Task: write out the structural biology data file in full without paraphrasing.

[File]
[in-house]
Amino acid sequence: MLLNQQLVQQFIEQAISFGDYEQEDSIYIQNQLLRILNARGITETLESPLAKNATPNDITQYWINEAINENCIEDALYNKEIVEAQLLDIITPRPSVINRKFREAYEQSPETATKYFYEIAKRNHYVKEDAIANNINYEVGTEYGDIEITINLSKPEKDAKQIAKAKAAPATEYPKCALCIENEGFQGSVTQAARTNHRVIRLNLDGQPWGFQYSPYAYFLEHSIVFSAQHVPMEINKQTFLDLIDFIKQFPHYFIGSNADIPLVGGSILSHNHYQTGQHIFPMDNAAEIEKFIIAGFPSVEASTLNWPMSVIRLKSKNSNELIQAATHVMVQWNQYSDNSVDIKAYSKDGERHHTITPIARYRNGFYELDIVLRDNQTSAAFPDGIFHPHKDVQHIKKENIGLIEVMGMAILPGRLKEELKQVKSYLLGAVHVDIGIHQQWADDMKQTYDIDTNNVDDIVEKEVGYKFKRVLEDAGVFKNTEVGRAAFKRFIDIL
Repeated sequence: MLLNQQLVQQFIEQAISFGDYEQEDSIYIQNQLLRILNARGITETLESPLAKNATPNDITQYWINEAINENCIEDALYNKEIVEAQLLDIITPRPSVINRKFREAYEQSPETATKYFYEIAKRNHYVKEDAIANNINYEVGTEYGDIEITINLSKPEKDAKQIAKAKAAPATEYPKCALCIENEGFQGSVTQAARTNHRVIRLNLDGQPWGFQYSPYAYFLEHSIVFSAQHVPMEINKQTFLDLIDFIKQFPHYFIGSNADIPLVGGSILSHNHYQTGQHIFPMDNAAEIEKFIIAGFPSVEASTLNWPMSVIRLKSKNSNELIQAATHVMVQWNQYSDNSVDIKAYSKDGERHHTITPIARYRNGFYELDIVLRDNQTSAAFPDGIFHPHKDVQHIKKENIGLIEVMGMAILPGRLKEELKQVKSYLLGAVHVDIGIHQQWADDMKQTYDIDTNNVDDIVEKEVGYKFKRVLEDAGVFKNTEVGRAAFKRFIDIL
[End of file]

[in-house]
Amino acid sequence: MLLNQQLVQQFIEQAISFGDYEQEDSIYIQNQLLRILNARGITETLESPLAKNATPNDITQYWINEAINENCIEDALYNKEIVEAQLLDIITPRPSVINRKFREAYEQSPETATKYFYEIAKRNHYVKEDAIANNINYEVGTEYGDIEITINLSKPEKDAKQIAKAKAAPATEYPKCALCIENEGFQGSVTQAARTNHRVIRLNLDGQPWGFQYSPYAYFLEHSIVFSAQHVPMEINKQTFLDLIDFIKQFPHYFIGSNADIPLVGGSILSHNHYQTGQHIFPMDNAAEIEKFIIAGFPSVEASTLNWPMSVIRLKSKNSNELIQAATHVMVQWNQYSDNSVDIKAYSKDGERHHTITPIARYRNGFYELDIVLRDNQTSAAFPDGIFHPHKDVQHIKKENIGLIEVMGMAILPGRLKEELKQVKSYLLGAVHVDIGIHQQWADDMKQTYDIDTNNVDDIVEKEVGYKFKRVLEDAGVFKNTEVGRAAFKRFIDIL
Repeated sequence: MLLNQQLVQQFIEQAISFGDYEQEDSIYIQNQLLRILNARGITETLESPLAKNATPNDITQYWINEAINENCIEDALYNKEIVEAQLLDIITPRPSVINRKFREAYEQSPETATKYFYEIAKRNHYVKEDAIANNINYEVGTEYGDIEITINLSKPEKDAKQIAKAKAAPATEYPKCALCIENEGFQGSVTQAARTNHRVIRLNLDGQPWGFQYSPYAYFLEHSIVFSAQHVPMEINKQTFLDLIDFIKQFPHYFIGSNADIPLVGGSILSHNHYQTGQHIFPMDNAAEIEKFIIAGFPSVEASTLNWPMSVIRLKSKNSNELIQAATHVMVQWNQYSDNSVDIKAYSKDGERHHTITPIARYRNGFYELDIVLRDNQTSAAFPDGIFHPHKDVQHIKKENIGLIEVMGMAILPGRLKEELKQVKSYLLGAVHVDIGIHQQWADDMKQTYDIDTNNVDDIVEKEVGYKFKRVLEDAGVFKNTEVGRAAFKRFIDIL